2020 cranberry outlook - cranberry industry growth fueled by consumer demand and efficiency gains
The cranberry industry has faced several challenges in the last decade, the most significant has been oversupply leading to price pressures for growers. Despite profitability challenges, Quebec cultivated acres climbed 79% between 2009 and 2019 (Figure 1). British Columbia accounted for 29% of the Canadian market with 5,257 acres in 2019, but lower than its 2009 market share at 45%. Ontario and Atlantic provinces round out cultivated acres in Canada.
Figure 1: Cranberry cultivated acres in Quebec and British Columbia
Demand and efficiency are the drivers of growth for the industry.
Organic production leading Quebec growth
The 2019 Quebec cranberry harvest was the second best since 2010, with 255.8 million pounds (72.5 million pounds coming from organic production), even though the yield itself was only the fifth best since 2010. The increase in cultivated acres more than made up for any softer yields. Simultaneously, the production of organic cranberries in Quebec went from 785 acres to 3,944, more than 400% growth, making the province the global leader.
The Quebec climate provides more consistent production, and with colder winter months, the fields can be flooded, and the vines protected from extreme winter freeze. The ice-covered bogs also allow farmers to spread sand across the vines with no damage to the plants, thereby creating a stronger, healthier medium for the vines to grow.
The demand for organic dried cranberries is strong. A consensus among producers is the growth prospects are good, and acres are expected to increase year over year, but at a slower pace than what we’ve seen in the last decade.
Weather challenges British Columbia’s cranberry production
The 2019 B.C. production fell to 631 thousand barrels (100lb/barrel) from the 1.3 million barrels in 2018 due to a severe weather event. Yields were down to 100 barrels per acre from 211 the year before.
The productive bogs in B.C. are challenged by the mild winters, which makes weed control a constant battle. The mild winters also prove to be a potential hardship should an extreme cold weather freeze occur and damage the crops. That’s what happened in 2019 when production declined by over 50%. However, when all conditions are favourable, B.C. produces a high-quality berry.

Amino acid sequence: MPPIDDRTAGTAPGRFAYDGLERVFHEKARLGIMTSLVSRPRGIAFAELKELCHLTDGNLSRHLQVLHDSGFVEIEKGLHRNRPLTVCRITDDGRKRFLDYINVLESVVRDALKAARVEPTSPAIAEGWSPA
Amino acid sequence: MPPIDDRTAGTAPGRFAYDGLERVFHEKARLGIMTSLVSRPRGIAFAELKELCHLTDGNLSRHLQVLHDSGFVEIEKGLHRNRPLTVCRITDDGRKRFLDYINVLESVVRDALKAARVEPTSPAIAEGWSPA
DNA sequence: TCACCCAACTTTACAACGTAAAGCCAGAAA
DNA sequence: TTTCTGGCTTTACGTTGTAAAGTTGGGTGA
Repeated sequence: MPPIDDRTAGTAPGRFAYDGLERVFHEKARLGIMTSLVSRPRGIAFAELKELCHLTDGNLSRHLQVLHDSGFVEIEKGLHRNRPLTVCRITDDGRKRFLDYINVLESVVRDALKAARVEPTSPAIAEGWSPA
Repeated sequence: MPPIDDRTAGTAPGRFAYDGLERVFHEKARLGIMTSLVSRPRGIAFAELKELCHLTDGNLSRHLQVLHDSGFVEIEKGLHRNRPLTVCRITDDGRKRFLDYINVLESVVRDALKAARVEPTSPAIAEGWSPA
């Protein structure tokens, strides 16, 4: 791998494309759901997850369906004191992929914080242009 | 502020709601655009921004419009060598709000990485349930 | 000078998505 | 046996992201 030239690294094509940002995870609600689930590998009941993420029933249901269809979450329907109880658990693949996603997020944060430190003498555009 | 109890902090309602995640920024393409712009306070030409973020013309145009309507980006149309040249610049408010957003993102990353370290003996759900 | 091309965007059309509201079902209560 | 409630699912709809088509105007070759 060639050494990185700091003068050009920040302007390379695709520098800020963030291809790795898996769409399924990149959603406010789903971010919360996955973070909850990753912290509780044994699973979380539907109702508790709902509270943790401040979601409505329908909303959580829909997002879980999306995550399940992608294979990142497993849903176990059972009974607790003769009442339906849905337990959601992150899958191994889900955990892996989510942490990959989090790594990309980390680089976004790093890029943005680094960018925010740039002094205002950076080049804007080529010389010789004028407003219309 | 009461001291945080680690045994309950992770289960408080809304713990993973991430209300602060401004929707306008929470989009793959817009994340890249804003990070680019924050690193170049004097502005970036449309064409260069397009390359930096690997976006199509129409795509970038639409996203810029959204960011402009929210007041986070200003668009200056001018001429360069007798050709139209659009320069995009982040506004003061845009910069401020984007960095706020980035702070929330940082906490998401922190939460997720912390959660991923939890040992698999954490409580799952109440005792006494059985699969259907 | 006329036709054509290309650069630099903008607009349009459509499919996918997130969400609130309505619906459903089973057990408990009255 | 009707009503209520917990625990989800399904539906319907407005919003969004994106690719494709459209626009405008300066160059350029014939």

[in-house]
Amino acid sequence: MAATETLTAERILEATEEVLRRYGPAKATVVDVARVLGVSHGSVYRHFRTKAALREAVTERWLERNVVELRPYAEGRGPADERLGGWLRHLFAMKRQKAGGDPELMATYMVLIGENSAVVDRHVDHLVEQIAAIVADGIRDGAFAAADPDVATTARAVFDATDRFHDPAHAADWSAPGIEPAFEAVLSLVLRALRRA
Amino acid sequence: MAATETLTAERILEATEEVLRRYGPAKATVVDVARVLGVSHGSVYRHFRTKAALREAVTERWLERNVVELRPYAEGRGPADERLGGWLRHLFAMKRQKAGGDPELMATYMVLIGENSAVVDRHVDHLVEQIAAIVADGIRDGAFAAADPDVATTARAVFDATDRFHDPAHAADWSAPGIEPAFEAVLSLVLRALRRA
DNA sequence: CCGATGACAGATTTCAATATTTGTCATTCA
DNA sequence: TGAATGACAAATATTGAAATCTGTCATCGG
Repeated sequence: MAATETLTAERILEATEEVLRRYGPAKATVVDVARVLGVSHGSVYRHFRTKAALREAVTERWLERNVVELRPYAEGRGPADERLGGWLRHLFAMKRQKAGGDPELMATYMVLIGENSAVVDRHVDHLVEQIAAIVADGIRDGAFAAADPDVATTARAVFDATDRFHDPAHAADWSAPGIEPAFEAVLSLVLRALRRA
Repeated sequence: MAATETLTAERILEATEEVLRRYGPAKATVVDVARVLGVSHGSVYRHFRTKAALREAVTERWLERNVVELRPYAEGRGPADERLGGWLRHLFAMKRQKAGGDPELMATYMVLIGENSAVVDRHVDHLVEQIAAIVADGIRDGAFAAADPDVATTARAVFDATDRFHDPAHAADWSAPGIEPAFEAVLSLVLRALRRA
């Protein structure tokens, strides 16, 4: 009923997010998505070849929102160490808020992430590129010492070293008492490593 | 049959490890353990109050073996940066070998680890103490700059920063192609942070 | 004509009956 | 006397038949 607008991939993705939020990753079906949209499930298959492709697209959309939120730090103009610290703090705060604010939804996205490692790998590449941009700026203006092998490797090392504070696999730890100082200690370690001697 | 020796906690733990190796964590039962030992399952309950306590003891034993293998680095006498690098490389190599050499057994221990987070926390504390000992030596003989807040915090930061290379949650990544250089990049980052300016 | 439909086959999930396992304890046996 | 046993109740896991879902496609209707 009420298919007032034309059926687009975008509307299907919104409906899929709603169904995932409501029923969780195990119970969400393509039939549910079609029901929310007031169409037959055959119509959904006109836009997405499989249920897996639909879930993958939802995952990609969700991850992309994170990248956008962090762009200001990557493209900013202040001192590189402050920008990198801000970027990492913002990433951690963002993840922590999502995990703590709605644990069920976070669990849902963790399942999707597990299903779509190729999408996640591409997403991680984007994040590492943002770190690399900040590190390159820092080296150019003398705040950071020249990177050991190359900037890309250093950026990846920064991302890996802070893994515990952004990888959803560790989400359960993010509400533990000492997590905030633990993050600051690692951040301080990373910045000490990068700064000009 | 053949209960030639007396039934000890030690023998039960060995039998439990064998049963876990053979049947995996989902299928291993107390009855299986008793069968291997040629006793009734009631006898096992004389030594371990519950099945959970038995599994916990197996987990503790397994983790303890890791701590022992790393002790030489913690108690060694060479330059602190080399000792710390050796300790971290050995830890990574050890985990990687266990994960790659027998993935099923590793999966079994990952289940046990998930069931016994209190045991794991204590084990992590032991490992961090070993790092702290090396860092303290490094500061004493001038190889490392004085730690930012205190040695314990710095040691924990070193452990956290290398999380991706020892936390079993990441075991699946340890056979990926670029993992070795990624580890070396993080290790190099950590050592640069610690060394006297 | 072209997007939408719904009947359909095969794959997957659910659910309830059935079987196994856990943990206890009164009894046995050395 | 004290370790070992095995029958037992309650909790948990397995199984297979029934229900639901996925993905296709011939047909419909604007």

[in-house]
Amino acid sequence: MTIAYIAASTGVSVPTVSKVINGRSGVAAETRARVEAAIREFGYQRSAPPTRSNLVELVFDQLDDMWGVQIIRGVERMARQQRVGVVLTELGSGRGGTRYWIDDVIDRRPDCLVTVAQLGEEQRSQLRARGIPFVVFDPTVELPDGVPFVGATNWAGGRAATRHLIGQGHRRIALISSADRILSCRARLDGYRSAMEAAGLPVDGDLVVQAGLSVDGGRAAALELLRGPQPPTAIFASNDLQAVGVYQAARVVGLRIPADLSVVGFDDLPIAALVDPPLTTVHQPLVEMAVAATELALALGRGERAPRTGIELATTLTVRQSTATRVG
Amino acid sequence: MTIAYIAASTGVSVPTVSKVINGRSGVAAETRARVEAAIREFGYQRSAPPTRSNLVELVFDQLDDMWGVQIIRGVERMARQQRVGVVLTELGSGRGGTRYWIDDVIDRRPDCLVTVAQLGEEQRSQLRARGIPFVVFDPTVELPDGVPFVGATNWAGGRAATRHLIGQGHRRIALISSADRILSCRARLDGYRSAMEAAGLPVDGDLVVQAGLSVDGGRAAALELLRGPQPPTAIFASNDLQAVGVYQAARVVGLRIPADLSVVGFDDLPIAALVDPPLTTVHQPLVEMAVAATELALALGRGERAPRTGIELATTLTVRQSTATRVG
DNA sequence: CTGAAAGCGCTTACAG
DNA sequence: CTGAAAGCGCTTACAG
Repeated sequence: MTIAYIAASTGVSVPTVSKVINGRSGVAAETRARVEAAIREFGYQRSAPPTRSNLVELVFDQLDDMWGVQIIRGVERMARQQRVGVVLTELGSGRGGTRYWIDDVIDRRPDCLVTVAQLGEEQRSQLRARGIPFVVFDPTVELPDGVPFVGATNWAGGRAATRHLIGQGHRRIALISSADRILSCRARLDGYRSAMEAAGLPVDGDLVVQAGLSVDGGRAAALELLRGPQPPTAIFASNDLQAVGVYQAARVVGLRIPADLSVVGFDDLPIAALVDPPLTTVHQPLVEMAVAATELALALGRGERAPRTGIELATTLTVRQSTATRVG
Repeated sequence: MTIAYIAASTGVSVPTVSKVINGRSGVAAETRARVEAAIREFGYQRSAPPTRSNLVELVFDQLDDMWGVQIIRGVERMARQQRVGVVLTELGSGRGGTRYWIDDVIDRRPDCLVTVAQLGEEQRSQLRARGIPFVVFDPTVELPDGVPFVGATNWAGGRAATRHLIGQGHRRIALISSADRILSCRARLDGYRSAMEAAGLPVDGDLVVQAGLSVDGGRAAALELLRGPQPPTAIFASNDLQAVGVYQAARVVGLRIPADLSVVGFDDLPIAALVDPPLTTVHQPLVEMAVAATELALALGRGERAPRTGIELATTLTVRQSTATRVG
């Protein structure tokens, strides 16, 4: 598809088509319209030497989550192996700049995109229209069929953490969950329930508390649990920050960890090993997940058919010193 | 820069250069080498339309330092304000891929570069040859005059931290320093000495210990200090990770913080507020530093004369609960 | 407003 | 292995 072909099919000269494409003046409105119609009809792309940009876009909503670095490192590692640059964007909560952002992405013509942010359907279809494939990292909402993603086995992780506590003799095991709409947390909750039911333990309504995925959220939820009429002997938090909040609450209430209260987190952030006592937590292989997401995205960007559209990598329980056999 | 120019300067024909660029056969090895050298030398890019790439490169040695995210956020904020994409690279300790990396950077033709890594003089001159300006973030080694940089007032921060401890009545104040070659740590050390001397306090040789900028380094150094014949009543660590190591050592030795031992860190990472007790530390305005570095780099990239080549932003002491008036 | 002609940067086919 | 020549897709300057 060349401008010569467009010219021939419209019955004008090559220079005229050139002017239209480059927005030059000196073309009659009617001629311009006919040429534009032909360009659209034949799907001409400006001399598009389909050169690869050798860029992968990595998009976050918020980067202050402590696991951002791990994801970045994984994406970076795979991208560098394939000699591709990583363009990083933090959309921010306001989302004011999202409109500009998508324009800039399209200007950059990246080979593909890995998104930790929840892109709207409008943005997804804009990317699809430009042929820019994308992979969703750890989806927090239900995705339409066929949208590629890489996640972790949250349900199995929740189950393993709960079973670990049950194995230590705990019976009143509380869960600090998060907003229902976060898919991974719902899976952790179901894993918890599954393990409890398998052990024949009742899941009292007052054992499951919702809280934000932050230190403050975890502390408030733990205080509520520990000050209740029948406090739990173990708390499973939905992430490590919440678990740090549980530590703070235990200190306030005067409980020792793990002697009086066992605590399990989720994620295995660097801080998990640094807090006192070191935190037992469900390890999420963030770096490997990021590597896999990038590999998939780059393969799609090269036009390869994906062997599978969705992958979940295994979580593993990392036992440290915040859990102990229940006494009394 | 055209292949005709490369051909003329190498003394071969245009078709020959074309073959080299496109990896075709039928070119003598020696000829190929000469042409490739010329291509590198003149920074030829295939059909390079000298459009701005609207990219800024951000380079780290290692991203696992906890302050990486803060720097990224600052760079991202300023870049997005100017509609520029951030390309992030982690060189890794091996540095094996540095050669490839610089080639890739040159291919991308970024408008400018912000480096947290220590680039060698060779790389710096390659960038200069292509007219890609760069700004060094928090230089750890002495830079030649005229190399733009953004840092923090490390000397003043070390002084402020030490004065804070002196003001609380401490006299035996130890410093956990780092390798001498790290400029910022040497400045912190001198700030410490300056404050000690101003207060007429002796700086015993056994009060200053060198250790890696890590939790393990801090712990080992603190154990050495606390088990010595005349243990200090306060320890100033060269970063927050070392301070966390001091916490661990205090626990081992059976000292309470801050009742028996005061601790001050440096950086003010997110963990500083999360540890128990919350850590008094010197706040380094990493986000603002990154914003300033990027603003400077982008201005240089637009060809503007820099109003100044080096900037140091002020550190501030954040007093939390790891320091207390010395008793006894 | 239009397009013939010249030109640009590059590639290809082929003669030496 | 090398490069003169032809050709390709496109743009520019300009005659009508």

B.C. land prices are elevated, making the acquisition of land for new bog development hardly economically feasible. Existing fields have seen renovations to higher-yielding varieties which accounts for higher production, while B.C acres declined from 6,129 in 2009 to 5,257 in 2019, production increased 11%.
Cranberry acres in B.C. are not expected to increase, and the historical trend of renovating bogs to higher-yielding varieties is expected to slow to maintain current production levels.
Profitability remains fragile in the industry
Higher production in Canada outpaced demand, keeping the price to producers relatively low. Prices have hovered around an average of USD 0.30 – 0.35/lb since 2017 and projected to remain within this range in the next few years.
Organic production achieves a higher price of approximately USD 0.55/lb, but prices are down from previous years, slightly closing the gap between conventional and organic berries. The increase in organic acres seems to outpace demand. Historically, prices for organic production have been more stable than for conventional production.
Higher yields and the expansion of organic production pushed the farm gate value of production close to $9,000 per acre in Quebec. Poor yields in B.C. pushed per-acre value of production at an all-time low of around $5,150.
Positive outlook comes from demand
Access to temporary foreign workers has been challenging during the COVID-19 pandemic, especially for organic production, given weeding. On the demand side, trends remain positive. Export values of frozen cranberries for the first five months of the year are 0.9% lower than the same period in 2019. This is a positive trend considering the smaller Canadian crop and the global recession. Consumers’ focus on freshness and health are positive trends for the industry.
We expect overall growth in Quebec to continue, partially due to the expansion into dried and organic markets. British Columbia’s growth is more limited, and the function of efficiency gains from developing new varieties resulting in strong and balanced supply.
Sandra Behm, Senior appraiser
Tanja Michel, Appraiser